Another chemical that is associated with happiness or pleasure.  This is because of dopamine's effect on the brain's reward-motivation system.  In fact, it's more correct to say that dopamine signals the perceived desirability or aversiveness of an event.  In this case, being stung is something to be averted, and dopamine is there to remind your brain of that.

Alarm Pheremones (trace amounts)

The function of the alarm pheremones is to increase the aggressiveness/defensiveness of other bees that are nearby.  So, if a colony is attacked, the first (and bravest) bee to sting the attacker will cause alarm pheremones to be released when the venom is injected.  This will encourage other bees to threaten, and then sting the attacker.  The longer they hang around, the more they get stung.  The wisest course of action is, of course, to run away!

References

I referred to a couple of useful articles when researching this blog post.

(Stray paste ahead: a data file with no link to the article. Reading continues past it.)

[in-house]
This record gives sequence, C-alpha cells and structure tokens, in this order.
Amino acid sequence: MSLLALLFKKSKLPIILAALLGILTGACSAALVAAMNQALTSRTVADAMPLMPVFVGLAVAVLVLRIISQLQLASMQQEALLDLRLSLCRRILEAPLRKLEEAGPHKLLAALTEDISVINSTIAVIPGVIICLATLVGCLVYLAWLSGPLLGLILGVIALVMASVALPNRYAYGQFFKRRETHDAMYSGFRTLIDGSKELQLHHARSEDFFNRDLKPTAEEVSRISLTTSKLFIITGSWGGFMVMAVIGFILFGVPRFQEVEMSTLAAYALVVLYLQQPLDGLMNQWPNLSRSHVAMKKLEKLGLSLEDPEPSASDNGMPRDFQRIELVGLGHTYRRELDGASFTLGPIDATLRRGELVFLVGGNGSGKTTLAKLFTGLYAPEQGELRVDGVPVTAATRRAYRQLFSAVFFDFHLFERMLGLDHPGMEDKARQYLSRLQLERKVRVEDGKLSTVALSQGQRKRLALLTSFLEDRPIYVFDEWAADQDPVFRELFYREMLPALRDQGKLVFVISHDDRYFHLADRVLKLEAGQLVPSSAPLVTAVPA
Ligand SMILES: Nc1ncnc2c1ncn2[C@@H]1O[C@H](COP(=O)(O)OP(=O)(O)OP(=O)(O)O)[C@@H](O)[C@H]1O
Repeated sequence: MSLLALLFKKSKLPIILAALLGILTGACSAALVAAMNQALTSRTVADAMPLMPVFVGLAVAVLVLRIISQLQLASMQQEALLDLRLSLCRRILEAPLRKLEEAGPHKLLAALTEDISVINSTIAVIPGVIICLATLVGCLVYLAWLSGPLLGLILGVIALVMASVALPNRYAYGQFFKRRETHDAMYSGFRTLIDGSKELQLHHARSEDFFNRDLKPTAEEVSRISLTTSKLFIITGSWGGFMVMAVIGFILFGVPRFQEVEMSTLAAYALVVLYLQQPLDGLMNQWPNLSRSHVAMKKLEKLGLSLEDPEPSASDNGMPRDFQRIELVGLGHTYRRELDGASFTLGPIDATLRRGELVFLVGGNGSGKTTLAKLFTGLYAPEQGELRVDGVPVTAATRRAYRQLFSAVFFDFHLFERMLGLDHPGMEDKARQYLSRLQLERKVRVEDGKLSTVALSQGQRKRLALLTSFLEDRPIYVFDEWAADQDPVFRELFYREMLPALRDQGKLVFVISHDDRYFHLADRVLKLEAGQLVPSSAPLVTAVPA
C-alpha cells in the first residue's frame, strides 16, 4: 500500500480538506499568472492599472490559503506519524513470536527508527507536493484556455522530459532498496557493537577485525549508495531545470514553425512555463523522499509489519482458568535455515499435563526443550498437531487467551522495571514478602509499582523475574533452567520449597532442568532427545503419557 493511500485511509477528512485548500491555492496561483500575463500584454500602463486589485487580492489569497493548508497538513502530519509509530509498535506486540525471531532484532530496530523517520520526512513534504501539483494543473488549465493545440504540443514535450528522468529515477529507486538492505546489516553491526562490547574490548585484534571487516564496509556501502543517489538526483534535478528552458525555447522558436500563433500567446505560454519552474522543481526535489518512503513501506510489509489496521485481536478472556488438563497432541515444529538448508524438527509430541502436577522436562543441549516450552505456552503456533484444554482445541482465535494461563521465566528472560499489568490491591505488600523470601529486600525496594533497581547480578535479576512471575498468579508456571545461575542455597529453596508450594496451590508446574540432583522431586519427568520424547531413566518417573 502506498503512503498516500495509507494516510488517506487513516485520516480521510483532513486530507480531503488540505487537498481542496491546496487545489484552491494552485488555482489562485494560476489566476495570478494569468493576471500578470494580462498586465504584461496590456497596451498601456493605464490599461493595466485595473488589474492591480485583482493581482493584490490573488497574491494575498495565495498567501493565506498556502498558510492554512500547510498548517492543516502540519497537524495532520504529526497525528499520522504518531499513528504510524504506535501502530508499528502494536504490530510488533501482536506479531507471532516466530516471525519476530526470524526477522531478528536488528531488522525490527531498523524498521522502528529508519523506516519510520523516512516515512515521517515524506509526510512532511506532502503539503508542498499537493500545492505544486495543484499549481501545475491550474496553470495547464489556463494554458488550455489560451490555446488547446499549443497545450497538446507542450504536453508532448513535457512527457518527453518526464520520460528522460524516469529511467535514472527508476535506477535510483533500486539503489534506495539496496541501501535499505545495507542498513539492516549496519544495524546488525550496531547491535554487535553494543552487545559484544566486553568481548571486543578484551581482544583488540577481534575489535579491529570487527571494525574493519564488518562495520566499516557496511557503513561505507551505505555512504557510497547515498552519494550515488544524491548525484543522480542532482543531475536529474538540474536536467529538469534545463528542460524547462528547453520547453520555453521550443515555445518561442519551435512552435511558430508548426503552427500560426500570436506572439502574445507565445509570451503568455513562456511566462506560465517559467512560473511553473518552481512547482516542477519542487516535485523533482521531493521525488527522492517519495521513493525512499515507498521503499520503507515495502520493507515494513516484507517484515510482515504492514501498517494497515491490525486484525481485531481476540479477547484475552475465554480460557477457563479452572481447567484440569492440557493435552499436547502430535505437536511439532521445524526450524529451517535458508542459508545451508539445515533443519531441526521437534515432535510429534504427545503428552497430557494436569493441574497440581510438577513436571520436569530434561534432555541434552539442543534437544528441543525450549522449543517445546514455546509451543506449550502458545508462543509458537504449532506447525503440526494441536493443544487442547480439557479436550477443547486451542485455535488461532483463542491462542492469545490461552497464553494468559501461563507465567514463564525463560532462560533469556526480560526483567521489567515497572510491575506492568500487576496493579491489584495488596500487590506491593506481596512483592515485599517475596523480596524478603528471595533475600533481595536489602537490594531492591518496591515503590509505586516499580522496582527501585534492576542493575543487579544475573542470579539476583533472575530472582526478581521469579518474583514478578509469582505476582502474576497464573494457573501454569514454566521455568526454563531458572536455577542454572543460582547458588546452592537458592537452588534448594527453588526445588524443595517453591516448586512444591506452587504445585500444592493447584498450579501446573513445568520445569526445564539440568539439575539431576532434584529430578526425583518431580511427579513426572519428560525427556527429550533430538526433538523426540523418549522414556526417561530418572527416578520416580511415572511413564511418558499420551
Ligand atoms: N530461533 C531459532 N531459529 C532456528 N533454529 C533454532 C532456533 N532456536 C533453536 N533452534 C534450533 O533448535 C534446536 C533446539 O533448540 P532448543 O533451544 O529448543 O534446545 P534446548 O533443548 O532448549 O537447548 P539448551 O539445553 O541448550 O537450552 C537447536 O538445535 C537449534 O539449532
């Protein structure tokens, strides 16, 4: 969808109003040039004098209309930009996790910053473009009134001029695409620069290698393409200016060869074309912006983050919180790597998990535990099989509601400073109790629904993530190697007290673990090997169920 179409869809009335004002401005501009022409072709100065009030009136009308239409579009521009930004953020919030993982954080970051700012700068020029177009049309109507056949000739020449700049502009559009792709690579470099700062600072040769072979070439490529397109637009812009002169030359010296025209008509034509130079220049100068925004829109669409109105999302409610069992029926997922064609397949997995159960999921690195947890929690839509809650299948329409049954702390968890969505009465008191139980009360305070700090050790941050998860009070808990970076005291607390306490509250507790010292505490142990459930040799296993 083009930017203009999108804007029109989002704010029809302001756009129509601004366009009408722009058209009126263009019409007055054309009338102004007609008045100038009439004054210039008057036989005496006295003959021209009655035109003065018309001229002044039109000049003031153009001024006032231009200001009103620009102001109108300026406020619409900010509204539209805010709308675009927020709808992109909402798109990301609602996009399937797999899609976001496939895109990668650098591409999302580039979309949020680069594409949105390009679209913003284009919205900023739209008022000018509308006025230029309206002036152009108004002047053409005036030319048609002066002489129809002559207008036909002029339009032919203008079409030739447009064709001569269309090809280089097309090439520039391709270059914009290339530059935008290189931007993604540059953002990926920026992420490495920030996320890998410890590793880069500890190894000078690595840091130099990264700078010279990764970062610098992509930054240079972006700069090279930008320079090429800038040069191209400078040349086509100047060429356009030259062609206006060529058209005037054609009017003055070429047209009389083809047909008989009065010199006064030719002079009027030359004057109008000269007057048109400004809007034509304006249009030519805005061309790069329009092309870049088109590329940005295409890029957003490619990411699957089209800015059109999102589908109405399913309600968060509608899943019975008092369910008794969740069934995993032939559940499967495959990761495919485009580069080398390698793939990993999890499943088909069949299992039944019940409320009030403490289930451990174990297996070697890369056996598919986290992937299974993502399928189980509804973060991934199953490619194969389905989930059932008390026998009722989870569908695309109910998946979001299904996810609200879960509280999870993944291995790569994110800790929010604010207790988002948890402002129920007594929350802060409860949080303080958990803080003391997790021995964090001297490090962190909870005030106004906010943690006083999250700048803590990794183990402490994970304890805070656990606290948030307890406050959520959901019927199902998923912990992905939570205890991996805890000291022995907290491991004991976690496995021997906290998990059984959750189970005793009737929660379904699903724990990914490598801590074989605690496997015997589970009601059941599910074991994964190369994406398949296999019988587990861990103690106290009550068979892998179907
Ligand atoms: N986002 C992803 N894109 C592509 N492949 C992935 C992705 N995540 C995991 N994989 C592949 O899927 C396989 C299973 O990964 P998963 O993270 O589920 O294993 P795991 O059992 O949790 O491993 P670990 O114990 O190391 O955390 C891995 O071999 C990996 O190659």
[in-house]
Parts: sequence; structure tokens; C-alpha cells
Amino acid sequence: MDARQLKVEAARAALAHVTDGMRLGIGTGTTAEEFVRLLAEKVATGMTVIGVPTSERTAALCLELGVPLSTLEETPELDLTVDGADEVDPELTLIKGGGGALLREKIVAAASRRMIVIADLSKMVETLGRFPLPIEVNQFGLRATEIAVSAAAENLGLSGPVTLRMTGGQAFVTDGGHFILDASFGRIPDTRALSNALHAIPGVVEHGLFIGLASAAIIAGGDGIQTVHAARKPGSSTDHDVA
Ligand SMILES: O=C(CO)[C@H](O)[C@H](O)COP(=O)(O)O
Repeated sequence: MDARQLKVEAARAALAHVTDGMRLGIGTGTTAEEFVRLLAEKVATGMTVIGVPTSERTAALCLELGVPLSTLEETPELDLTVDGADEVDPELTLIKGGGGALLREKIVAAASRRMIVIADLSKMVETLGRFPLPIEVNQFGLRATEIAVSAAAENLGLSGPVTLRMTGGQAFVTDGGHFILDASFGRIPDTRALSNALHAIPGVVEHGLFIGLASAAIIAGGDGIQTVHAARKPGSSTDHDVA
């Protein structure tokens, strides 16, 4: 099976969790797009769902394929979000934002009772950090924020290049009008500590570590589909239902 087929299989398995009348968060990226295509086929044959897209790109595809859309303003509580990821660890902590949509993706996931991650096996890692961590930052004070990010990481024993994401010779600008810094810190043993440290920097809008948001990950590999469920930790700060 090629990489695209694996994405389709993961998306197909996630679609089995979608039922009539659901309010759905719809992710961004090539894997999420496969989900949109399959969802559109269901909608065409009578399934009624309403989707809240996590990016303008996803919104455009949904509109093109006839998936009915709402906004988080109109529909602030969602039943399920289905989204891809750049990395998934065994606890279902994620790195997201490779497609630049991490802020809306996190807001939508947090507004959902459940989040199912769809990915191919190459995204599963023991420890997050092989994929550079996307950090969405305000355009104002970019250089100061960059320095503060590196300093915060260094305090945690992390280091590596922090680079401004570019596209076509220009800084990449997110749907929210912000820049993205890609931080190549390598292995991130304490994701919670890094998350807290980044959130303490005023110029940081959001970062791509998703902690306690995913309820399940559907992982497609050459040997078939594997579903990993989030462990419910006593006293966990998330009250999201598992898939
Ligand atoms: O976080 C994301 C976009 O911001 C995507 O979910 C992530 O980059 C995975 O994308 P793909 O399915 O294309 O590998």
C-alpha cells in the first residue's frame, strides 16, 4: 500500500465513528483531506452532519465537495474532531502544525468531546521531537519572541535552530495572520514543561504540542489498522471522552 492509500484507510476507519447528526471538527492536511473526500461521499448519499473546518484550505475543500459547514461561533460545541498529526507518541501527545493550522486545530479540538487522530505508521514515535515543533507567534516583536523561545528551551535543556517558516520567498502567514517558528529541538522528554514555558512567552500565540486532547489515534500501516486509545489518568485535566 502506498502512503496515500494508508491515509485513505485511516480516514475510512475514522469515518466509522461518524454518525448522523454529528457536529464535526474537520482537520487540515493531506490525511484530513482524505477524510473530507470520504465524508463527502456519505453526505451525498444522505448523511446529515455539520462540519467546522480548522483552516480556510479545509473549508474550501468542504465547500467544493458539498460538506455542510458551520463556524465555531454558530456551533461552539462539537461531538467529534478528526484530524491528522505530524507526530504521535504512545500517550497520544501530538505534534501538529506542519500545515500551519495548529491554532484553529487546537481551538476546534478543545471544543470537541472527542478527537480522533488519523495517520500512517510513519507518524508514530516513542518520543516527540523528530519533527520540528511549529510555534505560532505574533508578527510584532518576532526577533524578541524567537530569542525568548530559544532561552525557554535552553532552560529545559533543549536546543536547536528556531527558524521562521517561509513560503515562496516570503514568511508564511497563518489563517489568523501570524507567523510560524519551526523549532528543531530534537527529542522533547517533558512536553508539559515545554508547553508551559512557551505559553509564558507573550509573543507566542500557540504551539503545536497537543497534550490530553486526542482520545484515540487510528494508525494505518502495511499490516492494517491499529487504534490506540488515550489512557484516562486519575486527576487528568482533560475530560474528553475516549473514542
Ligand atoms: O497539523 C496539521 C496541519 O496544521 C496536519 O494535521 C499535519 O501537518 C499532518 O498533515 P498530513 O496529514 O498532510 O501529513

This is a piece of research that breaks down the components of honey bee venom by dry weight:
https://www.researchgate.net/publication/304012422_Bee_Venom_Production_Composition_Quality

And this is a nice infographic showing the different compositions of venom in the main groups of the Aculeata:
https://www.compoundchem.com/wp-content/uploads/2014/08/The-Chemical-Composition-of-Insect-Venoms-v2.pdf

Thursday, 4 April 2019

A Beginning, and an End

A Beginning

It was warm on Saturday - just warm enough to open up hive #1 (the only occupied hive) for a quick inspection.  Overall, the bees are doing fine - here's a brief list of observations:

  • There were bees on five frames.  For this time of year, that seems good.
     
  • The queen (Laura) has made it through the winter.  Also, she is laying - I saw eggs and both un-capped and capped brood.  The capped brood is worker (not drone) so that is also a good sign.